What are we optimizing for?

We make decisions and tradeoffs at every turn, and it’s up to us to be mindful of them.

Sarah Federman
5 min readFeb 9, 2018

This is a repost of an article written for The Pastry Box.

When I was given the opportunity to write for The Pastry Box, the first thing I did was get really freaking excited. The second thing I did is what I normally do when I embark on a new project of any sort: research.

Looking back

I started by looking at older posts from the publication, specifically from 2012–2015 (before this reboot). The posts I saw there were often talking about developing for many devices and screen sizes.

It was the peak of responsive design adoption, and we were really starting to grok the idea that content needed to be flexible and work at any size, not just target specific devices. This meant that we could code one experience and it would magically work on all devices, regardless of screen size. We had chosen to optimize for a landscape of hundreds of device sizes. It was really magical. One site could be tens of sites depending on the device you were using to look at it! We even started delivering different images to devices that had better screen resolutions. If a user has a great screen, of course they want to see the sharpest most beautiful image they can, right?

What are we optimizing for now?

Fast forward to 2018, and we are in a bit of a performance crisis. Specifically, we are gaining more and more awareness around the fact that data is expensive, and a great internet connection is a privilege that not all of our users have. Maybe our users don’t want the 400KB photo that’s 3X retina-ed? Maybe they just want to finish the task they were trying to complete. There’s a great site from Tim Kadlec dedicated to awareness around the cost of data: https://whatdoesmysitecost.com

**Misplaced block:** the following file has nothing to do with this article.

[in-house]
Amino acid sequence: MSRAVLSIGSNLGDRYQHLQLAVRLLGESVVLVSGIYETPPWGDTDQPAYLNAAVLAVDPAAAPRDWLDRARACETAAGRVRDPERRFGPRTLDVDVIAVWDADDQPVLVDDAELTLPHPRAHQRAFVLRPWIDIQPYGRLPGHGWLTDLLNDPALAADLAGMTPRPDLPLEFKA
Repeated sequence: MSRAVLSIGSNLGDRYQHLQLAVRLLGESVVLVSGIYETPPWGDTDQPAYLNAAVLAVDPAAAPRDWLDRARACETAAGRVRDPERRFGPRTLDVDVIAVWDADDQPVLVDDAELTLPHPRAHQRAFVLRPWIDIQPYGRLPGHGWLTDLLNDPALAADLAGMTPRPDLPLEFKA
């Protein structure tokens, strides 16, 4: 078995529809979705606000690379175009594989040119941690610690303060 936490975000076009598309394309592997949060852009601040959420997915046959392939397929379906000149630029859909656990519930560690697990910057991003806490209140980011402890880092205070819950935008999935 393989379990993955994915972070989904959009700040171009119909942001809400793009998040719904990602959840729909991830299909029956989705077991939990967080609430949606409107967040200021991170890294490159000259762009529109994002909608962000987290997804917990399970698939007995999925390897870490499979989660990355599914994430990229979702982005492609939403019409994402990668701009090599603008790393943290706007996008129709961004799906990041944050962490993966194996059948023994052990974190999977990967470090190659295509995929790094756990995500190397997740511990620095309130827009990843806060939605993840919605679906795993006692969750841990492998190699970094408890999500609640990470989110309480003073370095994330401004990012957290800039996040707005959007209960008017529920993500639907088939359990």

Progressive web apps are gaining traction as a tool to help us build offline-first experiences that still work well on unreliable connections. We developed new techniques like code splitting and tree shaking to help us make sure we are only delivering the assets the user really needs. These days, optimizing for performance is just as important as optimizing for one experience on multiple devices. Sometimes, we admit, adaptive solutions are actually better for our users’ needs.

What am I optimizing for now?

As I grow in my career and my personal life, I’ve learned that being intentional about the tradeoffs and optimizations we make leads to better results. Personally, I’ve found that I have made better career strides by diving in on design systems and accessibility work instead of focusing on being a generalist UI engineer. While I’ve not been as social as I have in the past, I’ve been able to cultivate career growth and still had time for my hobbies. That’s a tradeoff I’m consciously making right now.

On my team, we decided early on to take on some technical debt and optimize for delivering a release sooner. Since we’re conscientious of this, we set ourselves up to fix it later by building refactor time into our roadmap, and discussing areas of improvement during our regular retrospectives. We’re intentionally not engineering for scale, since we work on an internal app. We’re choosing to optimize for developer experience over site speed.

A ripple effect